The Atlantic: "Inventing al-Zarqawi"

I've just been reading Mary Anne Weaver's challenging and ultimately compelling cover story in the Atlantic, "Inventing al-Zarqawi."

The headline cuts two ways: The invention of Zarqawi, Weaver suggests, was a joint venture by a "short, squat man named Ahmad Fadhil Nazzal al Khalaylah" and, in the words of a former Jordanian intelligence official, "'the creativity of the Americans.'"

Weaver begins her profile with a question:

Who was he? Was he al-Qaeda's point man in Iraq, as the Bush administration argued repeatedly? Or was he, as a retired Israeli intelligence official told me not long ago, a staunch rival of bin Laden's, whose importance the United States exaggerated in order to validate a link between al-Qaeda and pre-war Iraq, and to put a non-Iraqi face on a complex insurgency?

In attempting to answer this question, Weaver is sanguine about who Zarqawi was, in fact —a mass murderer with the blood of hundreds of innocents on his hands whose primary objective was to overthrow the Jordanian monarchy. But she is also clear about who he wasn't: "He was not the terrorist mastermind that he is often claimed to be."

Zarqawi clearly aspired to jihadi "greatness", but for the most part this chubby, semi-literate, ex-video store clerk, was a wannabe. His connection to the Al Qaeda of Osama bin-Laden —"it was loathing at first sight," Weaver reports of bin Laden's first encounter with Zarqawi —was a strained marriage of convenience. Zarqawi's fealty to the Al Qaeda leader was weak; he didn't want to report to the Saudi, Zarqawi wanted to be his own top dog.

In October 2004, after resisting for nearly five years, al-Zarqawi finally paid bayat [an oath of allegiance] to Osama bin Laden — but only after eight months of often stormy negotiations. After doing so he proclaimed himself to be the Emir of al-Qaeda's Operations in the Land of Mesopotamia, " a title that subordinated him to bin Laden but at the same time placed him firmly on the global stage. One explanation for this coming together of these two former antagonists was simple: al-Zarqawi profited from the al-Qaeda franchise, and bin Laden needed a presence in Iraq.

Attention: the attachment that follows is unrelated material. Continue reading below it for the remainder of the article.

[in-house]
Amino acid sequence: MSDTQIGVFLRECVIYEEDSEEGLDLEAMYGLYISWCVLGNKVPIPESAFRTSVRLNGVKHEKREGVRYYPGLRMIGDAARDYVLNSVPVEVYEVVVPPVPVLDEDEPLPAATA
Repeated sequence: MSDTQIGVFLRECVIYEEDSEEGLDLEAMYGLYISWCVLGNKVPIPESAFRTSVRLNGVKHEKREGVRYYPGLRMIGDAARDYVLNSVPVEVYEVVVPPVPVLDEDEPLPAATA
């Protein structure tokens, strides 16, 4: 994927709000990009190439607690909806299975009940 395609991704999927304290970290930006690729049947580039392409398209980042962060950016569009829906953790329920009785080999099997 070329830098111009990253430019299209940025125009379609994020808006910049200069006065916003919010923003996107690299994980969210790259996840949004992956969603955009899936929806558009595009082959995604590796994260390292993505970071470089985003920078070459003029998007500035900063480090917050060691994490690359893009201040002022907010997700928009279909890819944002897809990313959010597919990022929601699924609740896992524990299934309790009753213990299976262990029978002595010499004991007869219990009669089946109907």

In his attempt to challenge bin Laden's terrorist primacy, Weaver reports, Zarqawi had an unexpected booster: the Bush administration. For political reasons —first to create a (false) link between Al Qaeda and Saddam, and then to make it appear that the sectarian violence was primarily the work of foreign fighters —the administration aggressively hyped Zarqawi to make him the face of terrorism in Iraq.

The campaign to villainize Zarqawi began before the nasty thug had formally declared himself a follower of bin Laden, Weaver writes:

One can only imagine how astonished al-Zarqawi must have been when Colin Powell named him as the crucial link between al-Qaeda and Saddam Hussein's regime. He was not even officially a part of al-Qaeda, and ever since he had left Afghanistan, his links had been not to Iraq but to Iran.

We know Zarqawi better than he knows himself, the high-level Jordanian intelligence official said. And I can assure you that he never had any links to Saddam."

In the power vaccum created by Saddam's fall, Zarqawi used mass violence to insert himself into the mix, bombing the Jordanian embassy and the U.N. headquarters in Baghdad, as well as a holy shrine in Najaf. The Bush administration saw in his presence justification for the continued U.S. occupation of Iraq. In turn, they made him the public focus of their anti-insurgency efforts. In doing so, Weaver reports, they perversely magnified his power.

Even then —and even more so now Zarqawi was not the main force in the insurgency, the former Jordanian intelligence official, who has studied al-Zarqawi for a decade, told me. To establish himself, he carried out the Muhammad Hakim operation, and the attack against the UN. Both of them gained a lot of support for him — with the tribes, with Saddam's army and other remnants of his regime. They made Zarqawi the symbol of the resistance in Iraq, but not the leader. And he never has been.

He continued, The Americans have been patently stupid in all of this. They've blown Zarqawi so out of proportion that, of course, his prestige has grown. And as a result, sleeper cells from all over Europe are coming to join him now. " He paused for a moment, then said, Your government is creating a self-fulfilling prophecy.

Zarqawi the man, the myth, and the legend are now dead. But after reading Weaver's important piece you'll understand why the insurgency is, tragically, destined to live on.